The lights flicker. In a moment of darkness, I close my eyes and hold my breath. I can’t imagine what death must feel like. Then the lights come back on and the train is moving.

The tips of apartment buildings flee across the closed doors opposite me, flashing a patchwork of apartments lit blue, gold, and red. The wind carries leaves towards the other side of the window until, at last, only a pale blue sky remains alongside the drumming interruption of the electricity poles, like sheets of paper taped together, revealing the darkness of what lies behind between the cracks. If the sky does tear apart, I think, at least I will know what I am running from.

The brakes shriek. My head slams against the glass partition wall. When I remove my hand from my aching temple, another train is slowly slipping past. Ivy writhes around patches of flaky paint. Past showers have streaked the dirt on the windows.

It crosses my mind to be disappointed. Then I see them.

The first head only darts by – couldn’t it have been a bird’s nest, or a lantern perhaps, further into the shunting yard, outlined by the lowering sun? But the second one passes slowly, as if the woman is walking backwards past our train. She is clearly within the train parallel to us, I see now – not behind it. When her face shifts toward me, I squeeze my eyes closed too slowly; hers, unblinking and dull, continue to stare at me from the inside of my eyelids. Small pockmarks covered the woman’s sunken-in cheeks, like craters in the purple shadow cast by her cheekbones. Tiny cobwebs sagged between her lashes on either side of wide-open eyes.

Heavy sobs bubble up to my throat, choking me. I bury my face between my knees and force myself to take slow, deep breaths. In the darkness behind my eyelids, breathing through the horror, I am back in my childhood bedroom, too afraid to call out for my mom in fear of alerting the eyes peeking out between the floorboards.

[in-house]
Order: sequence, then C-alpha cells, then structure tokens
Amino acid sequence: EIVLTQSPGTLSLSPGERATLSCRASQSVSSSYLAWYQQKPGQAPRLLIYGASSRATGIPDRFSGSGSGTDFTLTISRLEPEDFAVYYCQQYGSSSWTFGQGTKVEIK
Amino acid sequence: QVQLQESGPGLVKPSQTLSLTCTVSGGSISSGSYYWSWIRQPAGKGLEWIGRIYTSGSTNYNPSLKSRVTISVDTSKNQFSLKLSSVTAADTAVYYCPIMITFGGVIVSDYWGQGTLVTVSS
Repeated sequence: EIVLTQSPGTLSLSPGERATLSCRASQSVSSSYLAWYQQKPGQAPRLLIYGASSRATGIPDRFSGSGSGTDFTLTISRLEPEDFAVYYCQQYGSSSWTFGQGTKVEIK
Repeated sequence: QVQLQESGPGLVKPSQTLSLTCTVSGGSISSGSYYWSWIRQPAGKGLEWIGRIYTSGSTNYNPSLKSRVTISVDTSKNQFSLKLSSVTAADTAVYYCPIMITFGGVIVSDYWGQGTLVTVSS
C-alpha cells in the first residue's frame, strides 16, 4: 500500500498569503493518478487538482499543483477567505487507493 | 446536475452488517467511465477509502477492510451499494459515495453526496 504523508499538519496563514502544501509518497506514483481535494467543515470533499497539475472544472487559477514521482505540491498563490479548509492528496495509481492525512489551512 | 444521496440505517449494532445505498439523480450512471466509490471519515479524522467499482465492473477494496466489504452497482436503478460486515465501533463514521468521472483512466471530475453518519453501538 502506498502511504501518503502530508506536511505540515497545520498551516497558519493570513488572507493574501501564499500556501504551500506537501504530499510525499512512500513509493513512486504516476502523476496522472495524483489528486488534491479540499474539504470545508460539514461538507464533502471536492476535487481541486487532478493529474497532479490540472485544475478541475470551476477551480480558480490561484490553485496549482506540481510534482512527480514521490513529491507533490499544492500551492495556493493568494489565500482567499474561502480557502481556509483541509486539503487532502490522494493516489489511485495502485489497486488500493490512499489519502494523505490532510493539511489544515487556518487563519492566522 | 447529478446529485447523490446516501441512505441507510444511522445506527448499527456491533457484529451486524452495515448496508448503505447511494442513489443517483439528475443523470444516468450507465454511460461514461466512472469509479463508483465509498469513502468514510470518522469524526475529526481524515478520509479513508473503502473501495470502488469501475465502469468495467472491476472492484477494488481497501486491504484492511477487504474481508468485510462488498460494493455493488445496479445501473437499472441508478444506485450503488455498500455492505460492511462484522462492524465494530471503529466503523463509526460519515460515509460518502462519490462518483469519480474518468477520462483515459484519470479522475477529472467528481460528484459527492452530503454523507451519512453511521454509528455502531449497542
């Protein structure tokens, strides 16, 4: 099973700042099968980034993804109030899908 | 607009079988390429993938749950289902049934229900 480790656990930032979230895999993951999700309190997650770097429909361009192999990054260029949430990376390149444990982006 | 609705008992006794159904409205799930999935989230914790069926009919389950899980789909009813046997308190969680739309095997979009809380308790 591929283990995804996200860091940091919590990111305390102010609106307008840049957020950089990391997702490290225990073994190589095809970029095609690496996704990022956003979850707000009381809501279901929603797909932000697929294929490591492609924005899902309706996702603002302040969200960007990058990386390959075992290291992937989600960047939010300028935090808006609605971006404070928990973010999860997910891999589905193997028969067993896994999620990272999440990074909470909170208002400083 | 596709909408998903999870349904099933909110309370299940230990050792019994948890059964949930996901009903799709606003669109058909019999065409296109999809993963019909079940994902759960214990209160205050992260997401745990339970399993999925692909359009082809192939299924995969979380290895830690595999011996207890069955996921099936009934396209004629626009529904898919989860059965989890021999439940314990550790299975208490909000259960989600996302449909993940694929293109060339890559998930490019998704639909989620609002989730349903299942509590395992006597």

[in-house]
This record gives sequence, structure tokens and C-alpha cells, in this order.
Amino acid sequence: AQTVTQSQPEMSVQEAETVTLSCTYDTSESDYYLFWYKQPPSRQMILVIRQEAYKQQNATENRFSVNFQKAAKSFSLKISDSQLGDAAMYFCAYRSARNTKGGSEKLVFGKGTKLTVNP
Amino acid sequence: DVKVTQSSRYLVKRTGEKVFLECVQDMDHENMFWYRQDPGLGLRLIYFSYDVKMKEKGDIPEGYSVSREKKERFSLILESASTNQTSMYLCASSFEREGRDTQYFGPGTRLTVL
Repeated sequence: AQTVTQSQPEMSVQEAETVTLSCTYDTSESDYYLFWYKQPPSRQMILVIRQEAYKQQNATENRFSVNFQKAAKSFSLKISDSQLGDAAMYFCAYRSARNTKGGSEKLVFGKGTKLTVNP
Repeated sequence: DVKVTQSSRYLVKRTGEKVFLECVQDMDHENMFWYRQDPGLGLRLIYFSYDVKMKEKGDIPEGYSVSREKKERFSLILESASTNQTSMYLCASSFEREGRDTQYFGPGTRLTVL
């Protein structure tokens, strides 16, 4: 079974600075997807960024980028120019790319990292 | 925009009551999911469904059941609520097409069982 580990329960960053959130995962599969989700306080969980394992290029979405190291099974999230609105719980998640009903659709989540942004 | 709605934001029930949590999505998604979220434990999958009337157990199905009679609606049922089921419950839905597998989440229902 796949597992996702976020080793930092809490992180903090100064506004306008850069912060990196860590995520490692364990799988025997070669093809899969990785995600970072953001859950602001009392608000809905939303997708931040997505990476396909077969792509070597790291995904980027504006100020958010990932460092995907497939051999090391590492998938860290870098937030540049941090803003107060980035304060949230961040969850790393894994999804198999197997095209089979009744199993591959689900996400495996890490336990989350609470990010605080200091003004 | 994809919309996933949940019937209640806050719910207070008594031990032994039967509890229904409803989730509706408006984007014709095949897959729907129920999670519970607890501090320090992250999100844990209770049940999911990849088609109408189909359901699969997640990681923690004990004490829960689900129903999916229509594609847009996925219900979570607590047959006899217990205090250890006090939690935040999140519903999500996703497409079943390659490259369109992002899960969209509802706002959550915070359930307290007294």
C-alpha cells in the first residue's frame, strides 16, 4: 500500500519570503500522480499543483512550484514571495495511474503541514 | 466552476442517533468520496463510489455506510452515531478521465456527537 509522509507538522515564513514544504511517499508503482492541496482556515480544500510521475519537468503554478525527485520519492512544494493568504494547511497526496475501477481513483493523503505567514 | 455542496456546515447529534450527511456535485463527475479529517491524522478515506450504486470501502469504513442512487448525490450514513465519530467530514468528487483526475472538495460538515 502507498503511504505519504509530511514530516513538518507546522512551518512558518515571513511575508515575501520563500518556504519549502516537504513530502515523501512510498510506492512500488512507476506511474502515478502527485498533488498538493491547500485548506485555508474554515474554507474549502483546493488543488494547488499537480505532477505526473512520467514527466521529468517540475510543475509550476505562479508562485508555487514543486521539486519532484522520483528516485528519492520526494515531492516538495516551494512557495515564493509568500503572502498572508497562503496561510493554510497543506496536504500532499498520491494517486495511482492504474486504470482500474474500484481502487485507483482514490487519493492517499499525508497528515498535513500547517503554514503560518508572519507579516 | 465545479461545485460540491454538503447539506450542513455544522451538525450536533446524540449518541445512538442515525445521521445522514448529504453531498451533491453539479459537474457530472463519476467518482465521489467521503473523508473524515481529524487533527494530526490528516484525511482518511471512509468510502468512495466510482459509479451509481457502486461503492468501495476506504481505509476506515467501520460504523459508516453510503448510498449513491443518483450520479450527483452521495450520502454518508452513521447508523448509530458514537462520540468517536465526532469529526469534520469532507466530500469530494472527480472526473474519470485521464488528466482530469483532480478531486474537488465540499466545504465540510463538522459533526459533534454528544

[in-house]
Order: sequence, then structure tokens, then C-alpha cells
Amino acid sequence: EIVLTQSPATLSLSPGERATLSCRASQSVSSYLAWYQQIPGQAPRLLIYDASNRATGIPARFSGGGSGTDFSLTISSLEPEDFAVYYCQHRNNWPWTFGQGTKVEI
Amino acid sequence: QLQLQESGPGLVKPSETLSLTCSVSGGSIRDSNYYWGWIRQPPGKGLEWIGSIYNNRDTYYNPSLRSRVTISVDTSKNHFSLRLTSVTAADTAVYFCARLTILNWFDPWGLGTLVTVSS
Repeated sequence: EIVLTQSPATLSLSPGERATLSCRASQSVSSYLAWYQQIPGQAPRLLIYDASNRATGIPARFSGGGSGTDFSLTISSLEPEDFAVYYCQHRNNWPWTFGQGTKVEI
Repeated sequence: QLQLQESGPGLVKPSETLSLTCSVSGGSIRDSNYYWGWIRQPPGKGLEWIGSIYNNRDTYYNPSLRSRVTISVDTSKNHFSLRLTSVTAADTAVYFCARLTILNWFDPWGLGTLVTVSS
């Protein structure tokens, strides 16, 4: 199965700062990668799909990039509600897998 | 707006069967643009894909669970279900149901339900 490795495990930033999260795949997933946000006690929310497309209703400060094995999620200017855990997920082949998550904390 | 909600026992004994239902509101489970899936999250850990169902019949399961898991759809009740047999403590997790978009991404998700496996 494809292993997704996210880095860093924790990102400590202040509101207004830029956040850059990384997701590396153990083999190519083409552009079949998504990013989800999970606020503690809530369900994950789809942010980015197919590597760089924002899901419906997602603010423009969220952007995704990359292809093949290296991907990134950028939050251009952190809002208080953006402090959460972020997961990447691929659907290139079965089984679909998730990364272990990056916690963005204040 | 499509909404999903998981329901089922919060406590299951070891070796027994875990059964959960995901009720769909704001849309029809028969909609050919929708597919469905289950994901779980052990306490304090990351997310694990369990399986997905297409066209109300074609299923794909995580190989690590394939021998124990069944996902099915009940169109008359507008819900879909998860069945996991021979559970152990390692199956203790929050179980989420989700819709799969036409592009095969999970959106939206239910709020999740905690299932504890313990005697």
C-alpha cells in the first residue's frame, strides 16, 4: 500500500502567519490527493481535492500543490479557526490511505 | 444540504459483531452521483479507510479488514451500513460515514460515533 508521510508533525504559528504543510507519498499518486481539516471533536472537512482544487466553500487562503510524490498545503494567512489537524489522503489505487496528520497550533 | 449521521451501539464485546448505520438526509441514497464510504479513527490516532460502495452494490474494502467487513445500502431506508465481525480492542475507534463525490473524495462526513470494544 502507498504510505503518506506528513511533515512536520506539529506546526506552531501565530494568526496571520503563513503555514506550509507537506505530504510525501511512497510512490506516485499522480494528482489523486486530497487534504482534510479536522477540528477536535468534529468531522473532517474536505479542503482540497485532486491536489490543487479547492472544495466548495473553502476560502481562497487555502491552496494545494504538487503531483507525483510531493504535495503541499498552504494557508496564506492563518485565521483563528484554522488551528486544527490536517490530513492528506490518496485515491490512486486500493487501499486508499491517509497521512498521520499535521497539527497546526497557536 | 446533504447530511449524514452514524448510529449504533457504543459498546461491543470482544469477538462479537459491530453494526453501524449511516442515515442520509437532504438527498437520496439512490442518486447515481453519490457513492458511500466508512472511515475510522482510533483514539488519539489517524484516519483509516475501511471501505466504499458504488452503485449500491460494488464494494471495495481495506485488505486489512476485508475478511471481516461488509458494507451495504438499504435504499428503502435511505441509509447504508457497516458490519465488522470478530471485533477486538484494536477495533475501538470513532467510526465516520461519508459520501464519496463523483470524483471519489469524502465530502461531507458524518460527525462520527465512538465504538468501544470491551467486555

Nowadays it seems that even when I do scream, nobody answers. I slowly open my eyes. The woman does, too.

Her features melt out of mine like a nightmare fades against the bright light of day. I blink the last cobwebs away and smooth out my hair by running a hand down the reflection in the window. My stomach is still heavy with dread, so I lay my forehead against the cold glass.

Pressing a trembling hand against the wall, I push myself up. The door opens with a press of the button and I lower myself down before jumping out. My bottle thumps rhythmically against my thigh as the crisp air prickles against my face. Dry leaves skittle across the rocks between the tracks, leading away from the carriages upon which gold light melts from above.

Meet the Author!

McKenna Faulkner is an American-Dutch poet and writer currently studying Creative Writing at Oxford. She writes and publishes in both English and Dutch, featuring in magazines such as Absint and Tijdschrift Ei. Her work touches upon topics such as multilingualism, mental health, and ecology, almost always with a touch of fantasy. She is currently working on a debut novel and learning to play the violin.